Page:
Note: This is just an Editorial rant. It's something I wanted to get off of my chest. I'm working on a new Shockedelic Radio Show and that will be posted probably in the next week or two. Sorry for the delay on that. I'm still auditioning perfect songs for the show!!! Also, I'd like to apologize to anyone who has made comments on my posts in the past. I wasn't ignoring you. The fact is, I had everything set to Moderator Approval and I didn't know it! I literally found out about these replies to my posts, dating back some two years ago, just ten minutes ago. So, thank you to all of you who have enjoyed my shows thus far (and said so!) and I truly apologize for not responding to your replies. I will do better in the future, I promise! Now, on to my rant:
So, there's something I've been noticing lately on the Interwebz. It's something that isn't recent, but it seems to be something that has worsened as of late (or maybe it's just something my curmudgeonly ass has been taking note of lately).
There's a sickness wherein people on the Internet can't not know something. Usually what will happen is, an event will take place (normally in pop culture), someone will write something trivial relating to it and, before you know it, EVERYONE and their proverbial Mother will claim to have known about said trivia for YEARS.
The latest example I've noticed has happened with the passing of Andy Griffith this past Monday (July 3rd). He was a great cultural Icon of the 20th Century, no doubt. As Andy Taylor, Sherrif of Mayberry RFD, he cemented his place in the Pop Culture lexicon and he did it long before anyone spoke of "Pop Culture lexicon"s. In their Elegies, Internet Bloggers and well wishers (onto the next great plane of existence) wrote of their love for Andy in his famous role as the Sherrif of Mayberry. It was lovely and, for the most part, elegant. Then came the oneupmanship.
It went to Matlock, Griffith's popular legal show of the 1980's. That was fine, too, since it was very popular, although mostly with the geriatric set who are either passed on now or not Internet users. Then came the Inevitable referencing of Simpsons and Family Guy references. Things became a bit sillier with mentions of "Salvage I", a high profile (at the time) but incredible flop of a TV show that Pop Culturists love to name drop even though few have ever seen more than the opening credit sequence. But then things immediately got weird. I began seeing posts about Andy Griffith's "dark and edgy" early role in Elia Kazan's "A Face In The Crowd". Before long, the Interblog stratosphere was thick with YouTube clips of "A Face In The Crowd" and how great the movie was. "Oooooh! This was goody-good Andy Griffith's DARK role! You have to see how EVIL Andy was in this!" One even wrote about Griffith being a "Movie Monster" with this role. It became tiring quickly, but unfortunately, it didn't stop there. Like clockwork, the Facebook posts started turning up. "RIP Andy. You were a great one. Here's a clip from one of his greatest roles in "A Face In The Crowd"!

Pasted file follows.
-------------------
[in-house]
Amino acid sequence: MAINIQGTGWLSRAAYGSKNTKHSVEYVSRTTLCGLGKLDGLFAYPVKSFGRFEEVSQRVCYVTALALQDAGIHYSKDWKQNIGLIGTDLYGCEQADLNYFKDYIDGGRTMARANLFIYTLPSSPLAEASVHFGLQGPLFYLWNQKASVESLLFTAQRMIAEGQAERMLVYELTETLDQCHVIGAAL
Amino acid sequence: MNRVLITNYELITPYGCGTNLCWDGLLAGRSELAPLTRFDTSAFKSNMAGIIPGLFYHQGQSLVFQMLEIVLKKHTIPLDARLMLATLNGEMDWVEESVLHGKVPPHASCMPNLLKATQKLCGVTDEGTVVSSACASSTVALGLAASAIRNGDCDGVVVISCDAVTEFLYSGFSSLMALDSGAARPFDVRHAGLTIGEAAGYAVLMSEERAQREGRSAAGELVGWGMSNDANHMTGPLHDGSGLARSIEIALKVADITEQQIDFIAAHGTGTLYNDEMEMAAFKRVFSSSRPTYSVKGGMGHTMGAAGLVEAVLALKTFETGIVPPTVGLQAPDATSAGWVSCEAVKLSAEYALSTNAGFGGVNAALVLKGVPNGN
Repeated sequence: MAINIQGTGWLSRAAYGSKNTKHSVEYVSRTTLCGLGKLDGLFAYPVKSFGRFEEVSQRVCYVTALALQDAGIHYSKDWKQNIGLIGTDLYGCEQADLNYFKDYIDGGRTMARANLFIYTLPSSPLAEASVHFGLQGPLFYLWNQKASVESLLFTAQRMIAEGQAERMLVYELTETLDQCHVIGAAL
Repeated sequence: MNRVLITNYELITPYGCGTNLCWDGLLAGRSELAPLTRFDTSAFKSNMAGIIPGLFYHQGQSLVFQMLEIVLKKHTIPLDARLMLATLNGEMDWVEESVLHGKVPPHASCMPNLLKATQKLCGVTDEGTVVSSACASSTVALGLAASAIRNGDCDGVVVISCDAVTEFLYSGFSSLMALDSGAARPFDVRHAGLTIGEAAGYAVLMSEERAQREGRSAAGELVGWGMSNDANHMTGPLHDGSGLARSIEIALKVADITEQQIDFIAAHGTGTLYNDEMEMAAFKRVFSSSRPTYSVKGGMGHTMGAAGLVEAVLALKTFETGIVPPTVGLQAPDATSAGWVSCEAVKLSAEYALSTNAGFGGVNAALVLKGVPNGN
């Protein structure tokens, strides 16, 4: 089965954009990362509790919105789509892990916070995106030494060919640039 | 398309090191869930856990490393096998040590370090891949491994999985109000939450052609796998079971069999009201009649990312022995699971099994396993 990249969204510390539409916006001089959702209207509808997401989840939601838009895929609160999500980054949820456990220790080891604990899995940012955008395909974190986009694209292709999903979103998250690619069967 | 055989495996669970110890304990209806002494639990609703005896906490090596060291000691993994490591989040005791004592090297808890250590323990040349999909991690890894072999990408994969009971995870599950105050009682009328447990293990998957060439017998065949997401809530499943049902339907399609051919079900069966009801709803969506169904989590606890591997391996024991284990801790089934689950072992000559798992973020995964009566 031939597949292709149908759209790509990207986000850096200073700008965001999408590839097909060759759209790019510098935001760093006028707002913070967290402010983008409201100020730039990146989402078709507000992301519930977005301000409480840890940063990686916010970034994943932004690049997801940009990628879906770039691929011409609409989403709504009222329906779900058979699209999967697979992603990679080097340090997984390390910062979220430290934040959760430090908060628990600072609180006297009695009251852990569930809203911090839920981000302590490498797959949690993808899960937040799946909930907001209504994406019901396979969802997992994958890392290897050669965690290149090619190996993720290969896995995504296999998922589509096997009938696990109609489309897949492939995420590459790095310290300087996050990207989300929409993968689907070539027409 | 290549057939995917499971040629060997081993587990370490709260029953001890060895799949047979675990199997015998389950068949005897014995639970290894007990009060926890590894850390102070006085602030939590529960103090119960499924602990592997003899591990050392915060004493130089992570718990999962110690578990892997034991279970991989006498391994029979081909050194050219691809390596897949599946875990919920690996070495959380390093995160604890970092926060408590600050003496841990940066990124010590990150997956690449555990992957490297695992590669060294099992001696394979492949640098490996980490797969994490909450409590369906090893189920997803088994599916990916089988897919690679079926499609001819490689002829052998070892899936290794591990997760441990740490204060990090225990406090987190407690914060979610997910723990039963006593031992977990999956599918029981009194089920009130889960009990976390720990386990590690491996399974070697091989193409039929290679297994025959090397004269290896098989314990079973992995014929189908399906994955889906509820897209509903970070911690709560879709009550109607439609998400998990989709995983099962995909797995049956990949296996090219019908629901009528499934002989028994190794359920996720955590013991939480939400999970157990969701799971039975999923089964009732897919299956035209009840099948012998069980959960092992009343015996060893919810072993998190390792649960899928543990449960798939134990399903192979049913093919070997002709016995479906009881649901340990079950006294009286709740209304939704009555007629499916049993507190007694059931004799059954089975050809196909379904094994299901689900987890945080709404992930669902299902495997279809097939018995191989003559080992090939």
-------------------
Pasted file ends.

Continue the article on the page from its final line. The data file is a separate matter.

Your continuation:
This is where my breaking point began. I'm positive, had I asked anyone on July 2nd if they had ever seen "A Face In The Crowd", I'd have gotten blank looks. I would expect responses to approximate: "No. Never saw it." "Was that a Tom Cruise movie?" "When did that come out?" "That's a French movie, right?" "Oh, that's old/in Black and White." Now, it would appear that more people have seen this movie than "The Wizard Of Oz" and "Star Wars" combined. Possibly more people than D.W. Griffith's "Birth Of A Nation"!!!
The point of this rant? I want to tell all of you that it's okay not to know things. It really is. Take comfort in that fact. You needn't make claims that you've seen every movie, heard every album or read every book. If you knew everything, there would be no room for discovery... and discovery is where it's at.
Tonight on Turner Classic Movies, that is Thursday night (July 5th) / Friday morning (July 6th) at 1:45am, "A Face In The Crowd" is going to be aired. I don't believe it's being aired because of Andy Griffith's death. I think it's just a karmic coincidence. Instead of posting clips of this movie all over your blogs and Facebook accounts, take time and actually watch this movie. You have the opportunity. It won't take but a couple of hours of your life and, God forbid, you'll know what you're talking about. If I'm up and in the mood, I'll be watching. I haven't seen it yet.